Bee pollen is another “buzzed” about supplement. In the one published article about its supplementation in horses (Turner at al., JAPAN, 2006), a bee pollen supplement (fed as 118g, with 55 per cent pollen) was shown to improve feed intake, and resulted in small increases in nitrogen and phosphorus retention. It has approximately 30 per cent protein, so if one were to feed 100g of straight it, the horse would take in 30g of protein (or about five per cent of a 500kg idle horse’s needs). Analyses have also reported good protein quality, as it appears to contain all of the essential amino acids, except tryptophan). It also contains many minerals and vitamins.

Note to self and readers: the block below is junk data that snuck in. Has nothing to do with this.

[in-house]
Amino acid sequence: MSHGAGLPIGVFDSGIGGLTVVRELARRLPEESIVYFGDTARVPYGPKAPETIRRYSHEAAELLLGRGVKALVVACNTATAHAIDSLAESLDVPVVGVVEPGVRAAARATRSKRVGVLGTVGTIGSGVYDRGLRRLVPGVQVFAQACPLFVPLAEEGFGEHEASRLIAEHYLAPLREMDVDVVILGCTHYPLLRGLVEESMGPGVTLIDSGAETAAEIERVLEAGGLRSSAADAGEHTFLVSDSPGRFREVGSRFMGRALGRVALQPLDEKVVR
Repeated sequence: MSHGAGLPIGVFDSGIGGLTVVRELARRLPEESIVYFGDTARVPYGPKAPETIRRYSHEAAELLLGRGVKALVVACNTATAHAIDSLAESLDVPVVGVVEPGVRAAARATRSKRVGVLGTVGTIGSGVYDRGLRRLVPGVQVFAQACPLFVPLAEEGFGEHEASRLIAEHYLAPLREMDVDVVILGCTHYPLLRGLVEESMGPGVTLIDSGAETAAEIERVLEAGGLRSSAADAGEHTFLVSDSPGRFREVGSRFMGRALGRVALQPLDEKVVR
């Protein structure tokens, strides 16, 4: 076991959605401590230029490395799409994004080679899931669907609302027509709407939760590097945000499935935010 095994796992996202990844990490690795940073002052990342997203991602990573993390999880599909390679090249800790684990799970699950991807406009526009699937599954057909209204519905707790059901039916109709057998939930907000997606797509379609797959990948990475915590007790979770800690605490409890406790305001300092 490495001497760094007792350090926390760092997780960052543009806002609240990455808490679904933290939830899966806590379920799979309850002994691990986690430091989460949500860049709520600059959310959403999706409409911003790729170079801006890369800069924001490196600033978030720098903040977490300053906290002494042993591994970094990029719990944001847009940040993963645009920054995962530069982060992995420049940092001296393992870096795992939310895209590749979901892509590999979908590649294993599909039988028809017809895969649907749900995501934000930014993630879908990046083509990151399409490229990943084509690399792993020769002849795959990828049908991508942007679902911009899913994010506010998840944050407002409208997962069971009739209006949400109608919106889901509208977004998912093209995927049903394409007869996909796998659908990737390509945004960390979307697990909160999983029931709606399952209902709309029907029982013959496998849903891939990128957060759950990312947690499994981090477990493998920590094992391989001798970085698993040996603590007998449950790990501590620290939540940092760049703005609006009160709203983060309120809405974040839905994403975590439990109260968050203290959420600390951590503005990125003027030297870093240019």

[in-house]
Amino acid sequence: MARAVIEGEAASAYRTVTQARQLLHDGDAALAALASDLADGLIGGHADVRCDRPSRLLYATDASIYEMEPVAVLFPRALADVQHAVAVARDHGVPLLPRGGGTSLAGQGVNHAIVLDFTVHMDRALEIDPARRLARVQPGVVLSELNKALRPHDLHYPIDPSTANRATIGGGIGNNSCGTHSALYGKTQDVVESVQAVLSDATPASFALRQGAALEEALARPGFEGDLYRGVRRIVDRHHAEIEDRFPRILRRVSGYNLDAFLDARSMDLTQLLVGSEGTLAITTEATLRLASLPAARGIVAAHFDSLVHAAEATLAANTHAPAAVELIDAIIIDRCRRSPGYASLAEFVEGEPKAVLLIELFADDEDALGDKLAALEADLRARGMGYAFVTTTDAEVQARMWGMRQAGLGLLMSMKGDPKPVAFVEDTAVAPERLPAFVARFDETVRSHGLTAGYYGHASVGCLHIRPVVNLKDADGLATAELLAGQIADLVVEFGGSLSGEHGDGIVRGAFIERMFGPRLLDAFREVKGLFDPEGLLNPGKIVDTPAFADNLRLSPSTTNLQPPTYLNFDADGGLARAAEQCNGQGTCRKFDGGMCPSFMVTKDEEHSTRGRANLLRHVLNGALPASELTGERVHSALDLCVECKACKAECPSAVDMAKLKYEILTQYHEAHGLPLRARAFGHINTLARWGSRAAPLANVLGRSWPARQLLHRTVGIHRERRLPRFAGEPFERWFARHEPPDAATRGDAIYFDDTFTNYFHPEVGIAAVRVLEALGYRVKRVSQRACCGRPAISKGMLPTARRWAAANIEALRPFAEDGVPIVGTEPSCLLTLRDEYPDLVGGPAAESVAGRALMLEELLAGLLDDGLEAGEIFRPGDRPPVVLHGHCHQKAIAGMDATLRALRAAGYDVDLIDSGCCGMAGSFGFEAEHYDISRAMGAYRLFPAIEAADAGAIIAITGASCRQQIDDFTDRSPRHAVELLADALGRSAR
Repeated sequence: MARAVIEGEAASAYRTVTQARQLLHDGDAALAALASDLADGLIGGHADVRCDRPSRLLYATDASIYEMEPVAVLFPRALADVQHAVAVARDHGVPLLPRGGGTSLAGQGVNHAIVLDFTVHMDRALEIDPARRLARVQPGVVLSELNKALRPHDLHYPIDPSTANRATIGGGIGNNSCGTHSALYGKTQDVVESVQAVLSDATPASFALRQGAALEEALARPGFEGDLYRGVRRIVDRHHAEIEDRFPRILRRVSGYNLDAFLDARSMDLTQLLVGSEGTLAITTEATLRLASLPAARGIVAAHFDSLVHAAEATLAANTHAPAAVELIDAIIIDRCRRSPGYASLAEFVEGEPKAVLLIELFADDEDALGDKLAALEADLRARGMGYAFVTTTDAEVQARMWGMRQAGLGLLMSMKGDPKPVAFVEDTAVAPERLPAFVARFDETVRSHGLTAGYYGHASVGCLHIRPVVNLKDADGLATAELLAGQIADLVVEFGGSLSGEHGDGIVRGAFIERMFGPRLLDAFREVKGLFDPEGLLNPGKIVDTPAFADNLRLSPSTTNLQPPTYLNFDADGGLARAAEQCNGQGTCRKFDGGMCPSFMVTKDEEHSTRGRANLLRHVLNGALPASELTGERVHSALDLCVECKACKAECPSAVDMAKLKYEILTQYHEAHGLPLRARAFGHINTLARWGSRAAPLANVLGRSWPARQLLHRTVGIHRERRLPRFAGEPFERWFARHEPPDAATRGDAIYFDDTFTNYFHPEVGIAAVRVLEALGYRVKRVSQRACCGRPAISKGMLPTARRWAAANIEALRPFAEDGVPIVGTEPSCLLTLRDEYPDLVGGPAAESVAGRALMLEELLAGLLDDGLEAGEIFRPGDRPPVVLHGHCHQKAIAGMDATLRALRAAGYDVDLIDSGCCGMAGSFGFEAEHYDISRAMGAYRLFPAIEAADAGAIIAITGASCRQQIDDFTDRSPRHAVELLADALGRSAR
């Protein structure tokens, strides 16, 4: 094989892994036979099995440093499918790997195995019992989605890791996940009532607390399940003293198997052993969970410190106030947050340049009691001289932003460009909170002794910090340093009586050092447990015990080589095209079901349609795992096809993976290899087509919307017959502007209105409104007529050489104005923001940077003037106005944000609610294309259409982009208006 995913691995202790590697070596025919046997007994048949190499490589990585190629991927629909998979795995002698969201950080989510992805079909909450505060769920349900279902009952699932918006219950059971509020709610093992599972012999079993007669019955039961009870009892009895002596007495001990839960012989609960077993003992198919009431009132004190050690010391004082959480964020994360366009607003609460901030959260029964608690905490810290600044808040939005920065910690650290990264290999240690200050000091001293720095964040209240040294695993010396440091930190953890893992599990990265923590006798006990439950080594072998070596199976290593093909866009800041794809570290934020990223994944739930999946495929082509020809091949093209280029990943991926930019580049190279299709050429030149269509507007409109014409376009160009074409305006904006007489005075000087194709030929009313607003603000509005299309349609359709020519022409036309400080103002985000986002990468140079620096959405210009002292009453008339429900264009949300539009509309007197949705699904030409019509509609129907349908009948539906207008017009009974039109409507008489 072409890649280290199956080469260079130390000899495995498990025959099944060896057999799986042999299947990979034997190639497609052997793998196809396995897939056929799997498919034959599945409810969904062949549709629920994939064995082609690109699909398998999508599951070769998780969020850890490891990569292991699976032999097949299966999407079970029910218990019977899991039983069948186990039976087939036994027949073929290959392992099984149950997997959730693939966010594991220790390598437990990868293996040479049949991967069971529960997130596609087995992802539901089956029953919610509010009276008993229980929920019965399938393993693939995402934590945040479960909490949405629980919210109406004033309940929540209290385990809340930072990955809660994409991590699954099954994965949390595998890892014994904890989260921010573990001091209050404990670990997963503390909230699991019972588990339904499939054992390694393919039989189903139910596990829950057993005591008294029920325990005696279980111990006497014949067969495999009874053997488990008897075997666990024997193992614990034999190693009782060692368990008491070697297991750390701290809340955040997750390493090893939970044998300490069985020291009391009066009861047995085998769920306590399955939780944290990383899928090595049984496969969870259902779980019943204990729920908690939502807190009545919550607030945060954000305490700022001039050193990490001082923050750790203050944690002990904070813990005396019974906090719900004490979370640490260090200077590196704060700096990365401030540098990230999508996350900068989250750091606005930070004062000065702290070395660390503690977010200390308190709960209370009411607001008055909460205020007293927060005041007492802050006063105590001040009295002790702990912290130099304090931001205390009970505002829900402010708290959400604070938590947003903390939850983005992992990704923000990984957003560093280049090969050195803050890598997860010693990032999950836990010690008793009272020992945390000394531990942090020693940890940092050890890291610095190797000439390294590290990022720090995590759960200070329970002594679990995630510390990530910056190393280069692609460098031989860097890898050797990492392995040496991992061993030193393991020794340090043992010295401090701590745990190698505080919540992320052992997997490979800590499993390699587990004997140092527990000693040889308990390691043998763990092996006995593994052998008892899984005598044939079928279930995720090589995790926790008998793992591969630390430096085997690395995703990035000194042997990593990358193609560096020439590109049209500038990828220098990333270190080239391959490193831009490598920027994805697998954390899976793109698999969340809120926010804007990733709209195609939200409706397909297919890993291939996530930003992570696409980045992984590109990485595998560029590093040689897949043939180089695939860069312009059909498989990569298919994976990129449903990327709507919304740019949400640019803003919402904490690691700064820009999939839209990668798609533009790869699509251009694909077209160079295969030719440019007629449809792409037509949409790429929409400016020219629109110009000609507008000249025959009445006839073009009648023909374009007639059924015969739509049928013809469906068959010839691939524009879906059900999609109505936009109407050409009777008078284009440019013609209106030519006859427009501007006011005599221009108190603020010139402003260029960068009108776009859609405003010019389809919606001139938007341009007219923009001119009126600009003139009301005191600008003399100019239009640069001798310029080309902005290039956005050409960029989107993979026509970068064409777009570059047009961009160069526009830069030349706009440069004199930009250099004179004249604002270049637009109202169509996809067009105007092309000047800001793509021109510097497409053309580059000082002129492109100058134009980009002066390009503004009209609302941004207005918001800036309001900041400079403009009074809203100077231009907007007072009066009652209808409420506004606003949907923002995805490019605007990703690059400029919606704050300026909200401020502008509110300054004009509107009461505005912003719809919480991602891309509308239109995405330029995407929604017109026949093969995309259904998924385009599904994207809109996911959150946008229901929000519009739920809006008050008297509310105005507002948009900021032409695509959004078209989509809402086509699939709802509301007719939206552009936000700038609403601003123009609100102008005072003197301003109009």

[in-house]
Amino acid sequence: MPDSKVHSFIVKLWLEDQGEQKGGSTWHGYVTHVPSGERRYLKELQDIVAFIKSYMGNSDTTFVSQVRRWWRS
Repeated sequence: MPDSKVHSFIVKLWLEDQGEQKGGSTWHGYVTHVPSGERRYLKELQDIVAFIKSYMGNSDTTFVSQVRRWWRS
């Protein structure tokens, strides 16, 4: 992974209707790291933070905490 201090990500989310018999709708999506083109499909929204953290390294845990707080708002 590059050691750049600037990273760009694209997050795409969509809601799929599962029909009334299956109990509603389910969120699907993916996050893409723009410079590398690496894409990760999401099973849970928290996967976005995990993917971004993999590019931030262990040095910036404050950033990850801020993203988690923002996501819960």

There appears to be wide variation in nutrient composition between pollen species, so it is warranted to see the guaranteed analysis before adding bee pollen to your horse’s diet, in effort to ensure the full diet is balanced. However, if a horse is having problems consuming enough feed while in training, adding some bee pollen to the horse’s diet may be recommended.
The pollen is found as a component of several products, such as the one used in the above study (Dynamic Trio 50/50). Pure bee pollen is also available from any health food store.